On Sept. 17,, 2004, Hurricane Ivan settled over the tri-state region, and Wheeling residents living along creeks and streams sustained flash flooding following 10 inches of rain in 10 hours. Two days later, the Ohio River flooded Wheeling Island. Officials of the National Weather Service referred to the weather event as a, “100-year flood.”
“That was the worst flooding I have seen in Ohio County since I started working with the Ohio County Emergency Management Agency in the 1990s,” explained EMA director Lou Vargo. “The affected residents along the creeks were hit the hardest because it all happened so quickly, but I think the people on Wheeling Island had some time to get prepared.
“It was a record-setting event most of us will never see again … I hope,” Vargo said. “We didn’t have any homes float away; the insurance rates are so high because that’s what our residents have to pay to protect against. It makes very little sense to those of us who live and work in areas like these in our country.”
Chad Broadwater, who owns and operates Broadwater-State Farm Insurance in the Warwood section of Wheeling, refers to the federal government’s new mandates as, “a very frightening nightmare.”
“And that’s because there’s so much to risk, and not just here in Wheeling,” he explained. “This area has seen a population decline for the past several decades, but it has picked up in the past few years. If this stays the way it is, the premiums are going to be too much for new homeowners, and that means they will look at houses in other areas.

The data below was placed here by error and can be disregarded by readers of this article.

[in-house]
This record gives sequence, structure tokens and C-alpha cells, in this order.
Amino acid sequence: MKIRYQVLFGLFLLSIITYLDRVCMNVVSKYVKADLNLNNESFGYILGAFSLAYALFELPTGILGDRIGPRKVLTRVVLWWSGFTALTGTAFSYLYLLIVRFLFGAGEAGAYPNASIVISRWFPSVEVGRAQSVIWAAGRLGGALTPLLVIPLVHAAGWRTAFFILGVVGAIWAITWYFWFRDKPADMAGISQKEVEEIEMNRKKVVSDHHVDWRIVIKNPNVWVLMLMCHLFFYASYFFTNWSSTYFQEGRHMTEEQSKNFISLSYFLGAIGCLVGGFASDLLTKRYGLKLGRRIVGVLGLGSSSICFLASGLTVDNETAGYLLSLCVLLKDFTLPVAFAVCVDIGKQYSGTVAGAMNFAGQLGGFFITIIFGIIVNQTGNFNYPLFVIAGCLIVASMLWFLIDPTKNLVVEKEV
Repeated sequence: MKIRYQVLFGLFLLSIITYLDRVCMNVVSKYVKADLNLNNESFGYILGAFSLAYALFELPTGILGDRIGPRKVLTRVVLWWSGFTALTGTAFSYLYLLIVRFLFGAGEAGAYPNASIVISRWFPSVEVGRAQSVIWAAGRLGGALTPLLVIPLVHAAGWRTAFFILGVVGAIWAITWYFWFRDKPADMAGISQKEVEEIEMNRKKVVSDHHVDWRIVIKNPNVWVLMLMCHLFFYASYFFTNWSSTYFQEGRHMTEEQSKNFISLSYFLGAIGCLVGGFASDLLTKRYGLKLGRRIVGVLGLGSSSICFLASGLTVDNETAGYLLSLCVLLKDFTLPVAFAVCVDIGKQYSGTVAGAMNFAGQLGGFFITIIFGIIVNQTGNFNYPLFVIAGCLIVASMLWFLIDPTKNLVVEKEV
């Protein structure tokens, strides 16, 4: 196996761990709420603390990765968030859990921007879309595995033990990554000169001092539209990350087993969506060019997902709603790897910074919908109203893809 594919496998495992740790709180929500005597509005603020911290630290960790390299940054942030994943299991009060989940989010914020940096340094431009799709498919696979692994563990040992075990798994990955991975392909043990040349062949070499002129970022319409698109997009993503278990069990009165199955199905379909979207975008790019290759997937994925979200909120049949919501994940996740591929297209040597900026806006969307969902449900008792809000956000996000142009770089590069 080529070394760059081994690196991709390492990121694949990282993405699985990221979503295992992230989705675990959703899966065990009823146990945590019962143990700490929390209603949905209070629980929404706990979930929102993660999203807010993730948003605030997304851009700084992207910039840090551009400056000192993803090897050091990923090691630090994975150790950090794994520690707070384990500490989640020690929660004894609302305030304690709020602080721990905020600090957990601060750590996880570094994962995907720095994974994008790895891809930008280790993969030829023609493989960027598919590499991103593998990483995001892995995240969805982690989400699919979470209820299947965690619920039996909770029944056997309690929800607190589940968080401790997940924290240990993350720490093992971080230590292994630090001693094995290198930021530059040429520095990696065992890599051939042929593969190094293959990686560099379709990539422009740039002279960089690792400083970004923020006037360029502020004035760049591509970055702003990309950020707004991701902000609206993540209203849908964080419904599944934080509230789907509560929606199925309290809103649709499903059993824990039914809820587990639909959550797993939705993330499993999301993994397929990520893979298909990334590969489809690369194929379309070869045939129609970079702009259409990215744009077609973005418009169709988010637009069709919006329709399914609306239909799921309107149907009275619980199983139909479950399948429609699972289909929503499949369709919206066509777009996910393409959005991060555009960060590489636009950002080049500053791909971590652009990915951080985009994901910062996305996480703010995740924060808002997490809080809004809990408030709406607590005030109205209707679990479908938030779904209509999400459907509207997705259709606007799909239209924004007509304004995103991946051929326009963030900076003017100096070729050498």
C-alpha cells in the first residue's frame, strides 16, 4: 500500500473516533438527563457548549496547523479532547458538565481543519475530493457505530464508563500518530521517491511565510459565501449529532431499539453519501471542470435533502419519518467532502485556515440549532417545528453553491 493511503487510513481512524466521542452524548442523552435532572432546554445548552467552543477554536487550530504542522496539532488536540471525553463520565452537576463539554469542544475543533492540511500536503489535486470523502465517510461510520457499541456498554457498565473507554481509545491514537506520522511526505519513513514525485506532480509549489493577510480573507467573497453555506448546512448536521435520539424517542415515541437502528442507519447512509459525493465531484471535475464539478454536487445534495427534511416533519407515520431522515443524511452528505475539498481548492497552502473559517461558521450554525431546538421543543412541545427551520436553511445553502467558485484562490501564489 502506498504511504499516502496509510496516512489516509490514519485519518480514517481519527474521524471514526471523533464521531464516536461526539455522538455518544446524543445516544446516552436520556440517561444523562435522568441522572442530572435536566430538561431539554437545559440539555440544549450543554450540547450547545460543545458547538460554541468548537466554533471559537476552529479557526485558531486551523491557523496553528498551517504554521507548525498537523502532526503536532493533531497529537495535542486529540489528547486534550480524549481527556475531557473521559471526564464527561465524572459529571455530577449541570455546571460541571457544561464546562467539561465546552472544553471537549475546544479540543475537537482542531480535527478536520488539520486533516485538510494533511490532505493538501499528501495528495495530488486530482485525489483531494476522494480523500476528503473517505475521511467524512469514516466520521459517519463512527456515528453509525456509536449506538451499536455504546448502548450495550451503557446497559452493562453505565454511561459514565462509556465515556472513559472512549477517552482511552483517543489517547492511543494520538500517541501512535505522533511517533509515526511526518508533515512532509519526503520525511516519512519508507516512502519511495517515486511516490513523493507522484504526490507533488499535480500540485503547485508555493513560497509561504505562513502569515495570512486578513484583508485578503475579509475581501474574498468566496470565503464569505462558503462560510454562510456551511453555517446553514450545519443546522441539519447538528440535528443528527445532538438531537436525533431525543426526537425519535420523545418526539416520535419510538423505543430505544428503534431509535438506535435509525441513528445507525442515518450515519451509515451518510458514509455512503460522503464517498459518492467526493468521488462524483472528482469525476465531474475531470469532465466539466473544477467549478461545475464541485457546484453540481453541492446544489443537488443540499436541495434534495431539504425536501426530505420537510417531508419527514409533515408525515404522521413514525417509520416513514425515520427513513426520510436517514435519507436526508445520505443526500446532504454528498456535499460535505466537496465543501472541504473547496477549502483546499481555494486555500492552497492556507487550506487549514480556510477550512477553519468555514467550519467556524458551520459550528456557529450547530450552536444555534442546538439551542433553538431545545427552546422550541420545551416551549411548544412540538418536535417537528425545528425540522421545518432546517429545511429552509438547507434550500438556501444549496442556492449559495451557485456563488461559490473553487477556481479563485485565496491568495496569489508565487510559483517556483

“It’s very unfair to residents in this area for a lot of different reasons, but the biggest is because there exists no scale-of-risk formula when developing a property owner’s premiums. None whatsoever. The scale-of-risk formula is included in every other insurance policy that is out there. Why not this one?”
U.S. Rep. David McKinley (R-WV 1) has worked on the issue, instigating an ongoing conversation with FEMA officials.
W.Va. Sen. Rocky Fitzsimmons (D-1st) introduced a bill that would authorize private insurers to offer flood insurance in West Virginia. The bill passed by wide margins in both the Senate and House of Delegates, and Gov. Earl Ray Tomblin quickly signed it in to law. Sen. Fitzsimmons explained it will take a few years for the private market to react and begin offering private insurance policies to compete against the NFIP.
“West Virginia residents understand that our flood risks are very different from those in coastal areas,” Fitzsimmons said to media members at the time. “Most homeowners affected by increased flood insurance costs are trying to protect their primary residence, not a vacation home. The insurance market should be allowed to meet this most important need.”
W.Va. Del. Erikka Storch (R-3rd) resides in the Woodsdale section of Wheeling, and approximately three feet of her residential property lies within the flood plain. A stream known as “Long Run” flows under W.Va. 88 across Edgwood Street from her dwelling.
“Of course, I supported Sen. Fitzsimmons’ bill when it came to the House and not just because FEMA’s new flood lines determined I had to buy the insurance. I supported it because it makes sense, and we have to do something about it. Since it seems Congress is unable to figure this out, then we have to.
“My hope is that several private insurance companies begin selling the policies here in West Virginia, and that would show the rest of the states how to take care of this,” she said. “I believe that’s what needs to happen unless our congressional members finally insert some fairness into the law.”